- Direct requests, such as “You have to make the bed”.
- Questions, such as “What do you want to eat?”
- The imposition of schedules and time limits for completing a task.
- Changing, novel, or uncertain situations over which the individual has no control.
- Anything that implies a feeling of obligation or having to fulfill a task, even when it’s due to personal needs. For instance, having to get up at a certain time, to eat, or to bathe.
- Situations in which a demand or expectation is created toward the individual. For example, when they receive a compliment, they perceive it as a demand to perform at the same level on future occasions.
- Events or situations that produce sensory overload.
In short, they avoid any unpleasant situations that generate discomfort, alter their routine, or are of no interest to them. That said, even a hobby, an appealing plan, or a basic need can be perceived as a demand that triggers this imperative need for avoidance.
Understanding and interventions
It’s important to understand that, by avoiding the demand, the individual with PDA isn’t being rebellious or seeking to challenge. It’s an inevitable reaction to the feeling of demand and loss of control. It also shouldn’t be forgotten that the individual is on the autistic spectrum.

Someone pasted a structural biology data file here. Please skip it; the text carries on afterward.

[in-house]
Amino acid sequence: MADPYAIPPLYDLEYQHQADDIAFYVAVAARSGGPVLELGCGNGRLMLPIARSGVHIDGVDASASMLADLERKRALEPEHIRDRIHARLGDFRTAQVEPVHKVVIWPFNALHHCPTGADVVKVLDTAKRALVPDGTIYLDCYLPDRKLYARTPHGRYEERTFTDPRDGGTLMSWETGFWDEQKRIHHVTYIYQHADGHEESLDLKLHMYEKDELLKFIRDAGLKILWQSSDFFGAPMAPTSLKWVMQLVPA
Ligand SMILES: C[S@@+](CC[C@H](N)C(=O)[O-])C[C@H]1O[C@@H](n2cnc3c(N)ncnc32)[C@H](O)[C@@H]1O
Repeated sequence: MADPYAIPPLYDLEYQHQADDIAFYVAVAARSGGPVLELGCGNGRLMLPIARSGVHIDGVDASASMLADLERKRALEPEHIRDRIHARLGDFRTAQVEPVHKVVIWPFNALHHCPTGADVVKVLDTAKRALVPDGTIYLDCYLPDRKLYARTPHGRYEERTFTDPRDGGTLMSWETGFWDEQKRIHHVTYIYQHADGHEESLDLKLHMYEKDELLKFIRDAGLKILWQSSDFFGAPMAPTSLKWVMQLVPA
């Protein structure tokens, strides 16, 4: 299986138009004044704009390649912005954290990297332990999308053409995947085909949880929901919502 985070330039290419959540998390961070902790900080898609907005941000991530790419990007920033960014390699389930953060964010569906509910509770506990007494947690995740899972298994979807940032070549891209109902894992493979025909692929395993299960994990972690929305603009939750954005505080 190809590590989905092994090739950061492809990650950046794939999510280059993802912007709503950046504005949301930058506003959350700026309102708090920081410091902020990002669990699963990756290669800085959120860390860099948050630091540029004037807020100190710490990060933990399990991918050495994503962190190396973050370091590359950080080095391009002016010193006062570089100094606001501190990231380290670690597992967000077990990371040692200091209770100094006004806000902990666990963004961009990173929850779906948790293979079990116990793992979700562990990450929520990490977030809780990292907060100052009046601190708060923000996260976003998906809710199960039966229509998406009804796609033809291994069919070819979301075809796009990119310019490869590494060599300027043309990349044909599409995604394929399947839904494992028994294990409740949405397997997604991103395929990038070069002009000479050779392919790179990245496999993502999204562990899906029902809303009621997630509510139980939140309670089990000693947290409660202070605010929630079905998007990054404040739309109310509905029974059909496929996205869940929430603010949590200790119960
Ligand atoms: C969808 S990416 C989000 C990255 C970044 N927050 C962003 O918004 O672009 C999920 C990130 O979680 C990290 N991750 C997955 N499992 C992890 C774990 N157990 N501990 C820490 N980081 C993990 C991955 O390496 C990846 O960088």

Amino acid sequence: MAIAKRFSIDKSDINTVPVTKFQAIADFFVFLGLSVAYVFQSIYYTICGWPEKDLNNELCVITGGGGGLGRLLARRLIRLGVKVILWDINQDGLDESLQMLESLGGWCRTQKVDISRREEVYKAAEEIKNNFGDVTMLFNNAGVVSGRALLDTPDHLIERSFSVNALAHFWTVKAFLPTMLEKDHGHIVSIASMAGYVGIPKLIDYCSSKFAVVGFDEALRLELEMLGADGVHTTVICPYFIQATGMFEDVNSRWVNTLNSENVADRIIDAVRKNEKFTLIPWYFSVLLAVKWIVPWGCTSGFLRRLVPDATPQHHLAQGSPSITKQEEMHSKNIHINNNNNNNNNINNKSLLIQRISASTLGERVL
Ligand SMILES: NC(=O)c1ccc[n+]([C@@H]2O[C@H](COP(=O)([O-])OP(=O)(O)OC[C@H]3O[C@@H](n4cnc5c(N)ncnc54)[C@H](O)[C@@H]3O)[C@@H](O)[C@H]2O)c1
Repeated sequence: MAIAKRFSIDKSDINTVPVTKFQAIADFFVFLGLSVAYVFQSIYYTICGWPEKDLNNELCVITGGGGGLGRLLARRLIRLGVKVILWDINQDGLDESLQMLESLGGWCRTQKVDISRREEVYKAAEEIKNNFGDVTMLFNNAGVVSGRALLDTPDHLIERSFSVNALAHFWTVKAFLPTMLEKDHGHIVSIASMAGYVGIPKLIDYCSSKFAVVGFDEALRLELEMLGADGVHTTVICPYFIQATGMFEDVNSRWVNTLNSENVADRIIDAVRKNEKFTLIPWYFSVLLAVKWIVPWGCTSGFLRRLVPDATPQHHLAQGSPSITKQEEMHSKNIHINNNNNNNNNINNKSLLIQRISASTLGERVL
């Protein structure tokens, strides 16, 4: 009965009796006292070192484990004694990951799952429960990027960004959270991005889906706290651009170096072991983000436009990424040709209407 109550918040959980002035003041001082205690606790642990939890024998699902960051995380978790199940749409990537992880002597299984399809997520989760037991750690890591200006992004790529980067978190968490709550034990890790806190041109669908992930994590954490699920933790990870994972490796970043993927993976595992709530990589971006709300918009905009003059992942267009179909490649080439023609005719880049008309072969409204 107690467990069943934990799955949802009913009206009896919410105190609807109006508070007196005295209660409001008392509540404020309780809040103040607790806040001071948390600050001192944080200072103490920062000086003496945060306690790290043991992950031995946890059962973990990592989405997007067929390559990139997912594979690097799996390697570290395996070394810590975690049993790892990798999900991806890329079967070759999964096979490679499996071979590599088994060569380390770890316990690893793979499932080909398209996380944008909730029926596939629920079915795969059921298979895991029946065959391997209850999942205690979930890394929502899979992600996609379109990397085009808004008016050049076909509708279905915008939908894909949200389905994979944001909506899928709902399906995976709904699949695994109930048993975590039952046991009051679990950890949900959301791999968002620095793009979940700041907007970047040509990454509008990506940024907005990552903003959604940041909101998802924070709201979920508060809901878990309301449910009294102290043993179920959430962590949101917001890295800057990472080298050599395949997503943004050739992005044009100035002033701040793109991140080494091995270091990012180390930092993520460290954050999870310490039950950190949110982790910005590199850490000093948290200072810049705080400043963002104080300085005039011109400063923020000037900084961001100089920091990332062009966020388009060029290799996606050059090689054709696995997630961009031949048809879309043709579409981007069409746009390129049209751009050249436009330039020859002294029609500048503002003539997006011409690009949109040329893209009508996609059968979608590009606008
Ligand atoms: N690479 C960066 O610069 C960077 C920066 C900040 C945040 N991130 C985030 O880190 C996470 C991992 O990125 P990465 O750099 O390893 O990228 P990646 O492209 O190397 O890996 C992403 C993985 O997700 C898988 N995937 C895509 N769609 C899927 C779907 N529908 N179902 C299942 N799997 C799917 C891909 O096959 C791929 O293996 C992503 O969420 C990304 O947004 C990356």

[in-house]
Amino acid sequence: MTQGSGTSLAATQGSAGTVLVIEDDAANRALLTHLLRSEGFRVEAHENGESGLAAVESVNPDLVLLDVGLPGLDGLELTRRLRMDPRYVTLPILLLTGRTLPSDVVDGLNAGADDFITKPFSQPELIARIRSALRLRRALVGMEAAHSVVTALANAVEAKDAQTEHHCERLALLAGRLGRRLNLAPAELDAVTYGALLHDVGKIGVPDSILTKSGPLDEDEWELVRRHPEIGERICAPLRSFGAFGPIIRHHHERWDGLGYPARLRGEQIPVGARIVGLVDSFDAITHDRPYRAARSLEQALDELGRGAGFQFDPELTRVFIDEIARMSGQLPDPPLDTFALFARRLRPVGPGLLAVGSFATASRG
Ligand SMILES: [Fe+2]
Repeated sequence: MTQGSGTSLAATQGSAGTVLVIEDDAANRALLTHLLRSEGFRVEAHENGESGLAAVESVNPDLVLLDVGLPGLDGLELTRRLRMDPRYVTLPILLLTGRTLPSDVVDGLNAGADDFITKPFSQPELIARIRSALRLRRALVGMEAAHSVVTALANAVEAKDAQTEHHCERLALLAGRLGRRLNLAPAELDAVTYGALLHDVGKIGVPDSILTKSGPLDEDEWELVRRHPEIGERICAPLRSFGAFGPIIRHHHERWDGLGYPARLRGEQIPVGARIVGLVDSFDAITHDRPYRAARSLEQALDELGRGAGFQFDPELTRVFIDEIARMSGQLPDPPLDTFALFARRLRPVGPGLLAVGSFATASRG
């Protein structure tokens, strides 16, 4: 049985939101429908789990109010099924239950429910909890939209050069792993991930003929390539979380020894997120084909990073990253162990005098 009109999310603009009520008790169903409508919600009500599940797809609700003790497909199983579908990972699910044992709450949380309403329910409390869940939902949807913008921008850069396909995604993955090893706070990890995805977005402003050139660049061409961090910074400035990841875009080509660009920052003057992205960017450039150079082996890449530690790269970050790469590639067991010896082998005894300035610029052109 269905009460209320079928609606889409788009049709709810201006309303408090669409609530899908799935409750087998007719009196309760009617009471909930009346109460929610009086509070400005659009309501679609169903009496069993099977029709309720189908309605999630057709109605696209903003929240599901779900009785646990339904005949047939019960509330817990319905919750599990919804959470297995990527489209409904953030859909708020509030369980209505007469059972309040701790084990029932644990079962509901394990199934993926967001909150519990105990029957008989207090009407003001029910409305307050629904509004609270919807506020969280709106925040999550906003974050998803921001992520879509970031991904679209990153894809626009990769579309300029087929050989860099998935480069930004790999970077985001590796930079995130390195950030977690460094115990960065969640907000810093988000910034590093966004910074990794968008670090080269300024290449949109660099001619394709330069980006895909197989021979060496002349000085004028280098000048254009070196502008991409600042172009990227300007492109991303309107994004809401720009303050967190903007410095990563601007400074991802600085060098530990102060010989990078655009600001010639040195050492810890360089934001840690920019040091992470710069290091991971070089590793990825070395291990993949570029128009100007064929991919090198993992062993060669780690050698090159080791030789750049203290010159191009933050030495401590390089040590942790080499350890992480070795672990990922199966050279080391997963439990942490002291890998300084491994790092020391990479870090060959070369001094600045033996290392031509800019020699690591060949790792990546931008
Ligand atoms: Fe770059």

It’s been evidenced that this particular profile often presents greater sociability and good functioning. For this reason, their needs and particularities tend to be overlooked. However, they continue to experience difficulties in understanding social codes. Moreover, their emotions are intense and overwhelming, and they have obsessive or restricted interests.
A fundamental first step (which must be taken by both the individual with PDA and their environment) is to understand their reality and accept it as it is. Then, the necessary adjustments and adaptations can be made.
Adjustments and adaptations
- Disguising requests. For example, in the case of children, turning them into a game. Or, in adults, seeking to make them more enjoyable or bearable.
- Sharing demands. They’re more likely to fulfill a task in the company of another than to accept the requirement of fulfilling it alone.
- Offering explanations and a sense of control. As far as possible, making them understand why they should perform a task and giving them some autonomy to comply with it can be helpful. For instance, children could be offered multiple options. While adults could be given jobs of low hierarchy that offer flexibility,
- Giving the individual time for themselves without demands, in which they can feel completely free.
In short, the individual should become aware of their pathological avoidance of the demand, understand why it occurs, and what strategies they can use to evade it.
With this understanding, they’ll be better able to implement adjustments that help them cope with the anxiety that the condition produces. In the case of children, the adults in charge may need professional support to understand their child’s needs and know how to proceed.